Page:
I have discovered that the problem with Software Updates and Add/Remove Software noted below was caused by VirtualBox Guest Additions not being correctly installed. This happened because
- the Linux kernel header files are not installed,
- GCC (a compiler) is not installed,
- make (a tool for GCC) is not installed.
Installing gcc and make was not a problem. Installing the Linux kernel header files was. For some reason, kernel-devel-3.1.0-7.fc16.i686.PAE is not available (I am sure if I hunt around some more, I will find it, but that is beside the point, I am interested in install, test, use not install and fiddle around until I get some semblance of a usable system.
Notwithstanding the problems it has with VirtualBox Guest Additions, I still find it hard to like or recommend Fedora 16:
(1) The Software and Add/Remove Software applications are very slow. Clearly, it is getting info off the network, but I found it to be even slower than Ubuntu Software Center
(2) It has a borderless white menu scheme, which looks nice on a dark background:
but gets completely washed out when overlaying a white themed application (like the terminal):
(3) It insists on popping up unnecessary warnings to users. This is from the Add/Remove Software application when you click on Package Collections:
A better solution would be to either (1) refresh the cache without notifying the user, or (2) display a Yes / No dialog with the question: “The cache is invalid, would you like to refresh it?” (even that is too much information to the user). It should be option (1) and after 2 or 3 failures, then it should notify the user that something is wrong.
This is from the Add/Remove Software application when trying to install gcc (a compiler collection):
This is too much geek information for the average user. I think that software packages managed by Fedora should be automatically instead of asking the user if they trust it.
I’ve played with Linux for almost 20 years. My first experience was trying to compile it, in the early 90s, from sources (gotten off a CUG CD?), but Turbo C wasn’t able to compile it.
By the mid-90s, I was playing with compiled distributables. While they were interesting and often had some neat features, I never considered them ready for the desktop.
Ubuntu 11.04 was the first Linux distro I thought just worked out-of-the-box and could be deemed ready for the desktop. When Ubuntu 11.10 seemed to take a step backwards I began trying out other Linux distros (to their credit, Ubuntu did quickly recover their mistep).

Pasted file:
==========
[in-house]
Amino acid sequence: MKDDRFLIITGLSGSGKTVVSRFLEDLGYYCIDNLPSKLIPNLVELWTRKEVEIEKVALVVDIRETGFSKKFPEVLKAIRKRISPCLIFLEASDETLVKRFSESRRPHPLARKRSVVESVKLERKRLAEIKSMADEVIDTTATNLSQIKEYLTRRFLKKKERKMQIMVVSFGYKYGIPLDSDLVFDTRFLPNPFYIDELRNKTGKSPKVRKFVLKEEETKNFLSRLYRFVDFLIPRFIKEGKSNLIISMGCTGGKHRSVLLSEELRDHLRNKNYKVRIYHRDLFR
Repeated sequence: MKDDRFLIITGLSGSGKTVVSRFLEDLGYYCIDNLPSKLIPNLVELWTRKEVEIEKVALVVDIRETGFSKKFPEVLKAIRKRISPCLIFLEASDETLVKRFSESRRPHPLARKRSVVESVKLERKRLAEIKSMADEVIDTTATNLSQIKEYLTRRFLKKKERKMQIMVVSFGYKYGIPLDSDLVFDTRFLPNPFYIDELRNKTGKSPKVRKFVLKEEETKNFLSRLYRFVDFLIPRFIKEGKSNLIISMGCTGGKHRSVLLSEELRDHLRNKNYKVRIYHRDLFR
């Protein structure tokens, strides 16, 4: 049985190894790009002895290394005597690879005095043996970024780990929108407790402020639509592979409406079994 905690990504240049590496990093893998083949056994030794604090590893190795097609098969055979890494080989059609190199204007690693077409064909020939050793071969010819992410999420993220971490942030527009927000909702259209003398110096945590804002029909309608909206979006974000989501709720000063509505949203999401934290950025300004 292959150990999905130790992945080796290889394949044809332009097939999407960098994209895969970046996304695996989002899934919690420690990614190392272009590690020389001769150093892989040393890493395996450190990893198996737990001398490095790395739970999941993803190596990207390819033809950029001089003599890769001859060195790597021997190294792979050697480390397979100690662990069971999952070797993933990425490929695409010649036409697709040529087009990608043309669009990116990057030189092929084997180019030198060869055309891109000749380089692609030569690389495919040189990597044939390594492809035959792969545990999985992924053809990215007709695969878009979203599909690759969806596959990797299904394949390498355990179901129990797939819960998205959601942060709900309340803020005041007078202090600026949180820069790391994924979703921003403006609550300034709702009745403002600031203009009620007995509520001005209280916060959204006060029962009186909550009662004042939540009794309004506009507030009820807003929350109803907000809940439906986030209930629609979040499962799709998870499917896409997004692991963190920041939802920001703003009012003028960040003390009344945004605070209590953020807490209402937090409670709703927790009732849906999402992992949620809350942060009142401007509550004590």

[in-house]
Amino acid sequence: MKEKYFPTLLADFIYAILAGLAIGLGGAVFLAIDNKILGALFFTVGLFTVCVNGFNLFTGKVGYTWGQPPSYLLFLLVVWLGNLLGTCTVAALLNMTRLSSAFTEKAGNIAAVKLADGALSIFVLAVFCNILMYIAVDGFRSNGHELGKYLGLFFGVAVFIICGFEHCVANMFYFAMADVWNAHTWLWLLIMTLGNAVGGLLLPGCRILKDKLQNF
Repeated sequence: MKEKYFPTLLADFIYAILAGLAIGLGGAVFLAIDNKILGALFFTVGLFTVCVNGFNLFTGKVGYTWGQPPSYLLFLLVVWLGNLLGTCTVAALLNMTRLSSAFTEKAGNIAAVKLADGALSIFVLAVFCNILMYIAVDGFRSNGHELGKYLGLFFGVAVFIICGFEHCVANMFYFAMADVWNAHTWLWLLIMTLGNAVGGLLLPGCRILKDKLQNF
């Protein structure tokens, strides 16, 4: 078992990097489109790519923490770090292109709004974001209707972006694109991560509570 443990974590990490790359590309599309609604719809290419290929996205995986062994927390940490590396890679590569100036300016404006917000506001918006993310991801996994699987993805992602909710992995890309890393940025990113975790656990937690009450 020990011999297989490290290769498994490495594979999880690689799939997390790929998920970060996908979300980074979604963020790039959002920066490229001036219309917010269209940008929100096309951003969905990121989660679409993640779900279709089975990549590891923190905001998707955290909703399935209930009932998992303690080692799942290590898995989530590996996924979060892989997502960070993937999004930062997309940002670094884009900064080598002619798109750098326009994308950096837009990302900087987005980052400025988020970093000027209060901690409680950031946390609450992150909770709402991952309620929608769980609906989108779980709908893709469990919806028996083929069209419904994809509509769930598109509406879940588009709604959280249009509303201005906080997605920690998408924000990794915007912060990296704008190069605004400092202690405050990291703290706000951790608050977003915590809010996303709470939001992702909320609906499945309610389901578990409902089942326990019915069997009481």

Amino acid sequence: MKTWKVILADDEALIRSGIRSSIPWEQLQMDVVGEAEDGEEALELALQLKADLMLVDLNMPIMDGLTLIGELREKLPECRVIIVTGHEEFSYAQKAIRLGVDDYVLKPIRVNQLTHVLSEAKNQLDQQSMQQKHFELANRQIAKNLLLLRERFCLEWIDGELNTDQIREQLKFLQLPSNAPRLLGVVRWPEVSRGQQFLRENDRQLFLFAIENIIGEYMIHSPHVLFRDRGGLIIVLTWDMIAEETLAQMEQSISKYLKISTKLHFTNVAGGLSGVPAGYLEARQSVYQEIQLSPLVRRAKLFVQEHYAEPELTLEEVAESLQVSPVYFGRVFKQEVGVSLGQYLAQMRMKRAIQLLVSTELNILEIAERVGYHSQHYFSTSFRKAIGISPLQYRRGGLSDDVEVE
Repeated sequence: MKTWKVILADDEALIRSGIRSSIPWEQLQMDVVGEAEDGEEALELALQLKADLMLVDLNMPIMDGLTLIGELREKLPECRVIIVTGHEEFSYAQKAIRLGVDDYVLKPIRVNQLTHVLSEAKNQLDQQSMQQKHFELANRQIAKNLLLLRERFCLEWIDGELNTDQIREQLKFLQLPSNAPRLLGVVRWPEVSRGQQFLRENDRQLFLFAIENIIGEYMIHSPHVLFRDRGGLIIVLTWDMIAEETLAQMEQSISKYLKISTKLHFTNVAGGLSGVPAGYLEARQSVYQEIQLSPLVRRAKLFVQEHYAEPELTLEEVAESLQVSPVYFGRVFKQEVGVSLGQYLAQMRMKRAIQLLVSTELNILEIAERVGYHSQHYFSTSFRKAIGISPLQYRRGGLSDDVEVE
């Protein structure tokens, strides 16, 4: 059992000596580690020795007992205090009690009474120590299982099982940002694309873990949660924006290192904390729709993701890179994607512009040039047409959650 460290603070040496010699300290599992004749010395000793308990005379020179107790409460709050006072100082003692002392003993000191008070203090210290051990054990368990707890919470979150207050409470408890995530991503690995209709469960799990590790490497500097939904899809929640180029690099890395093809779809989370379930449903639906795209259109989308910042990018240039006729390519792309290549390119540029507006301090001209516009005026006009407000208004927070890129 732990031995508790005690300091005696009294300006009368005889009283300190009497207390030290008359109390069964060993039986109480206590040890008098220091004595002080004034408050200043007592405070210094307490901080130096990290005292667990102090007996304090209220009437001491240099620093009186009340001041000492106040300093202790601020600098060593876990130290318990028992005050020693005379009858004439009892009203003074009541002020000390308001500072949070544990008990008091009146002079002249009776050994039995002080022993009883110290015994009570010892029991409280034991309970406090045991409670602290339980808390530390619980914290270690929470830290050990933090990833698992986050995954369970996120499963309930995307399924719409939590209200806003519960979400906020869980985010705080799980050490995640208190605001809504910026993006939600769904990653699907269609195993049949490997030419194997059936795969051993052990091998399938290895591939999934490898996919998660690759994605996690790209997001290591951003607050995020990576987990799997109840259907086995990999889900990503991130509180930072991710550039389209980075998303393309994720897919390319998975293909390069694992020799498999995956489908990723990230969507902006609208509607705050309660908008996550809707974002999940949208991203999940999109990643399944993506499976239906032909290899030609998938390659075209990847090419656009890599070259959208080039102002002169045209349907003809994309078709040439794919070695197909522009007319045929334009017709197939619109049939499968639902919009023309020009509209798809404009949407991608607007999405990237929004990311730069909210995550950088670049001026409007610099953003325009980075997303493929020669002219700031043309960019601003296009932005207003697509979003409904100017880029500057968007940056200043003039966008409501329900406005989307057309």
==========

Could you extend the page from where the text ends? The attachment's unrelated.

When I tried Fedora 15 in November 2011, it was a complete failure – it would not even install. It would go through the whole installation procedure only to lock up at the end.
Fedora 16 did install.
I installed Fedora in a VirtualBox (4.1.12r77218) system. The virtual machine was configured to have 1 cpu, 1024Mb memory, 128Mb video memory (3D acceleration enabled), 8Gb hard drive.
I installed the VirtualBox Guest Additions.
Some images may be clicked for full sized versions.
Unlike Fedora 15, Fedora 16 did install, although the initial messages displayed when booting off the install DVD were not encouraging:
Installation was quick. This is probably because I downloaded the 3.7GB DVD image and it installed off the DVD without downloading files from the Internet.
While the installation procedure is not too complicated, it is certainly not as simple as Ubuntu’s or Linux Mint’s.
I chose the basic install (although I was tempted to install development tools as well).
After installation, I rebooted the machine and was delighted to see it boot up with no problems.
The default background image is an underwater scene that is strongly reminiscent of 20,000 Leagues Under the Sea (one of my favourite books):
While it did boot up and various applications I tried worked, there are at least two applications that don’t work: Software Updates and Add/Remove Software.
As mentioned above, this was caused by VirtualBox Guest Additions not installing (despite my thinking they had).
Of course, Fedora should allow me to recover from a failed software install instead of become resasonably unusable.
This effectively means I can’t apply software updates (including security updates) to the system, nor can I install new software packages – effectively rendering the system useless.
When launched, both applications display the following warning:
Not the most user friendly message, but at least it suggest (to me) a course of action. I opened up a terminal and ran
yum-complete-transaction as root:
It tells me there is one transaction that needs to finish:
As it runs, it displays page after page of warnings and errors:
Trying the recommended suggestion to run with the flag
--skip-broken doesn’t help either.
Finally, I get the following notification (not consistently, when logging in):
From my experience, Fedora Linux is an extremely big disappointment because it just doesn’t work out of the box.
What makes it more disappointing is that it is based on the venerable Red Hat Linux – a distro I played around with in the 1990’s.
Of course, nowadays, Red Hat makes its money selling service and support to enterprises, not by giving away free copies of its Linux distribution.
Of all the Linux distros I’ve tried since 2011, Fedora Linux is the only one that doesn’t work. Period.
Other distros may have issues (not recognizing my WiFi adapter being most common), but at least they work.